Mike Leach (fired December 2009) last coaching job, Texas Tech. Currently, author of best-selling book Swing Your Sword, daily satellite radio show on SiriusXM
Jim Leavitt (fired January 2010) last coaching job, South Florida. Currently, linebackers coach, San Francisco 49ers
Dan Hawkins (fired after 2010 season) last coaching job, Colorado. Currently, ESPN analyst
Butch Davis (fired, July 27, 2010) last coaching job, North Carolina. Currently, unknown.

Posted on: September 3, 2011 8:16 pm
Edited on: September 3, 2011 9:57 pm

Schools have called Pac-12; Big 12 days numbered?

ARLINGTON, Texas -- Pac-12 commissioner Larry Scott admitted for the first time during this latest round of conference upheaval that his league has been contacted by prospective members.

"I will say schools have reached out to us," Scott said Saturday shortly before the start of the LSU-Oregon game here. "We are not doing anything proactively."

Scott was speaking approximately 90 minutes after an Oklahoma source was quoted as saying the school's "sole focus" was moving to the Pac-12. The story broke Saturday in the The Oklahoman and stated that Texas, Texas Tech and Oklahoma State could also be part of the move to the Pac-12.

The commissioner said he was not aware of the report but reiterated that, "schools have called us. We certainly are going to listen."

Cut through the language and it seems that the Big 12's days are numbered. Texas A&M is expected to be formally invited to the SEC next week. Oklahoma has been leaning toward the Pac-12. It's doubtful that the 15-year-old league could survive with the loss Oklahoma, Texas and Texas A&M.

"If you can't fix Big 12, you might as well go west," Boone Pickens, Oklahoma State's billionaire benefactor, told an Oklahoma City reporter.

 Events of the last 36 hours may have put college athletics at the brink of one of the most significant points in its history. Oklahoma president David Boren said Friday his school would not be a "wallflower" as it surveys conference membership. Boren added that Oklahoma's future could be clearer by as early as Monday. At no time during those comments did he pledge loyalty to the Big 12. A Pac-12 expansion to 16 teams could usher in the era of the super conference in college athletics.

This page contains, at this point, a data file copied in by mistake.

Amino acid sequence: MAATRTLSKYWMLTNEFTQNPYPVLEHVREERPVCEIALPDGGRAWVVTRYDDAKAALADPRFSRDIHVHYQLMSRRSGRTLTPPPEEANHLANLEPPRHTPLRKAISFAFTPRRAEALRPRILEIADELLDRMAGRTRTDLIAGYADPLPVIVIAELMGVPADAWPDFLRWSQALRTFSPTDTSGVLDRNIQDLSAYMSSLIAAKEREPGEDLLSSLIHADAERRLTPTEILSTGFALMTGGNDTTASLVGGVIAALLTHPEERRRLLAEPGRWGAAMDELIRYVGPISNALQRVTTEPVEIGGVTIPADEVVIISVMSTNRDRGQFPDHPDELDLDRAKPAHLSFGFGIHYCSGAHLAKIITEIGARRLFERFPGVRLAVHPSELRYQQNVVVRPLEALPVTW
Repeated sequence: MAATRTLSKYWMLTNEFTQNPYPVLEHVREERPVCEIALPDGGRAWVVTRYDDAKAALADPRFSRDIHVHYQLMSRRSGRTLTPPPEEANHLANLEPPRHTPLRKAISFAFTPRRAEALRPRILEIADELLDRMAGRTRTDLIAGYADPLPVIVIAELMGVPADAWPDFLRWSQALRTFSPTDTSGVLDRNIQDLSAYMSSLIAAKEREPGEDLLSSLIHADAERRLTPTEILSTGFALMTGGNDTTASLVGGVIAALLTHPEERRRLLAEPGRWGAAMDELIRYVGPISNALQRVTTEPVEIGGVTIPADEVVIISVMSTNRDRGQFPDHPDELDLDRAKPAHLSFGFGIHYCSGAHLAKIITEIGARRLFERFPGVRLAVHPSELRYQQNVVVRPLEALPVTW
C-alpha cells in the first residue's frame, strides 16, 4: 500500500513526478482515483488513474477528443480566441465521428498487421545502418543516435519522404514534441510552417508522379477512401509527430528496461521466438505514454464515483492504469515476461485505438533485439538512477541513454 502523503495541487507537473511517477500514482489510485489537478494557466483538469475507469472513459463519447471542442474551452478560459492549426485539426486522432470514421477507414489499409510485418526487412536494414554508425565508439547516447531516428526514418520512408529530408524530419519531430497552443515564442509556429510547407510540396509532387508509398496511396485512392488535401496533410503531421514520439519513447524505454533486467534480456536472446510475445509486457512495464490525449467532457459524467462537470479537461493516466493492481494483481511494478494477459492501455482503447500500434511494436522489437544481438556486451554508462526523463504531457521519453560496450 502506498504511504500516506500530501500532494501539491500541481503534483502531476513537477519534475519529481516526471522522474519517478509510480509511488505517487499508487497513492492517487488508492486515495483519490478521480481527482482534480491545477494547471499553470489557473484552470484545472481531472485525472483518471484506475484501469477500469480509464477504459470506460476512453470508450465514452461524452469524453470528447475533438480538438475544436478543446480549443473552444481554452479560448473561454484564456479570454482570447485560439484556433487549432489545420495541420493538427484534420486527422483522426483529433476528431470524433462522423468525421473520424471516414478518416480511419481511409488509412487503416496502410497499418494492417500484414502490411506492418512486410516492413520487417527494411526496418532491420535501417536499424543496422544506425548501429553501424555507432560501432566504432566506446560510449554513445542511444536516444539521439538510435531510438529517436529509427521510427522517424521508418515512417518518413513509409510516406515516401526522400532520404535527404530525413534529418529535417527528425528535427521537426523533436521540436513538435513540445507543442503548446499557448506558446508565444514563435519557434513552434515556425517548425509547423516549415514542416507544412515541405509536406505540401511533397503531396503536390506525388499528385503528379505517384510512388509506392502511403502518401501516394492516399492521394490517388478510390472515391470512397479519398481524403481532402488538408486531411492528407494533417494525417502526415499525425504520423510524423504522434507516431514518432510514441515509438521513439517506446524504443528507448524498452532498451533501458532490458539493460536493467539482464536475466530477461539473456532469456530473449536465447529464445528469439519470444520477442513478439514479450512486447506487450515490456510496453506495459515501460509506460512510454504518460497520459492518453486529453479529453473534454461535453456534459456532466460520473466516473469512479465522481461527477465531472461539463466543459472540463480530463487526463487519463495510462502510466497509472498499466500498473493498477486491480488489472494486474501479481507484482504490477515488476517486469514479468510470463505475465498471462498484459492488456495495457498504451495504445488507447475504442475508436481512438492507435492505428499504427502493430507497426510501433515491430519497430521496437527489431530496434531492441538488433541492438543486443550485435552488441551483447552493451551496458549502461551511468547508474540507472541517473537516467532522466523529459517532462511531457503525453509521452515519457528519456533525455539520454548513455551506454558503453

The Pac-12 locking up Texas and Oklahoma, two of the most famous brands, in college sports would almost assure it. There already has been speculation that the combination of the new Pac-12 agreement ($3 billion, 12 years with ESPN/Fox) and the new Pac-12 Network could mean an annual $30 million to each member school.

Other conferences -- notably the SEC and Big Ten -- would almost have to react to the Pac-12's move.

"I've also been clear," Scott reminded, "that there will probably be further expansion at some stage."

The Pac-12 controls the option to reopen that lucrative contract for negotiations if membership changes, Scott said. He added that he and the Pac-12 won't be the guys who alter the current college conference structure.

"If there is any suggestion whatsoever that our conference is being predatory that's just wrong," he said. "We've not had expansion as an initiative, as an agenda, for us at all. If there were any conversations going on, you can be sure there are not any we initiated."

That's likely legalese for staying with the process. Three weeks ago SEC presidents met to discuss Texas A&M's move to the conference. They were reminded by lawyers during that meeting the conference could not appear to be pursuing the Aggies at the expense of collapsing the Big 12.

The then-Pac-10 was definitely proactive last year when it pursued six Big 12 schools last year in a bold attempt to move up to 16 teams in preparations for negotiating a new TV deal. It settled on Utah and Colorado to expand to 14. That deal is now in place.

The biggest complication seems to be folding Texas and its network into the Pac-12. Texas and ESPN have an exclusive $300 million deal with the Longhorn Network. Scott said any such deal would have to be folded into the Pac-12 distribution model. The Pac-12 Network consists of six regional networks.

Texas mostly likely would have to renegotiate its deal and possibly share money with Pac-12 members were it to join the Pac-12.

Posted on: September 3, 2011 6:04 pm
Edited on: September 3, 2011 7:39 pm

Oklahoma's 'sole focus' is Pac-12

ARLINGTON, Texas -- Pac-12 commissioner Larry Scott came to the Metroplex Saturday and a college football game broke out.

Sorry, but LSU-Oregon just got knocked off center stage here. The Oklahoman is reporting that Oklahoma's "sole focus" is on the Pac-12.  The implications are as significant as you think. The guy who wrote the story, columnist Berry Trammel, is as solid as they come. You can it to the bank.

It seems as if the Big 12 stands on the brink of breaking apart.

"You put something like that [Oklahoman quote] out there and it just reinforces that image of being unstable," Missouri's Mike Alden said from Columbia, Mo. "How do you recover from that? I don't know."

Scott is scheduled to meet with the media here at Cowboys Stadium press box at 7 pm ET. Stay tuned.

Category: NCAAF
The views expressed in this blog are solely those of the author and do not reflect the views of CBS Sports or CBSSports.com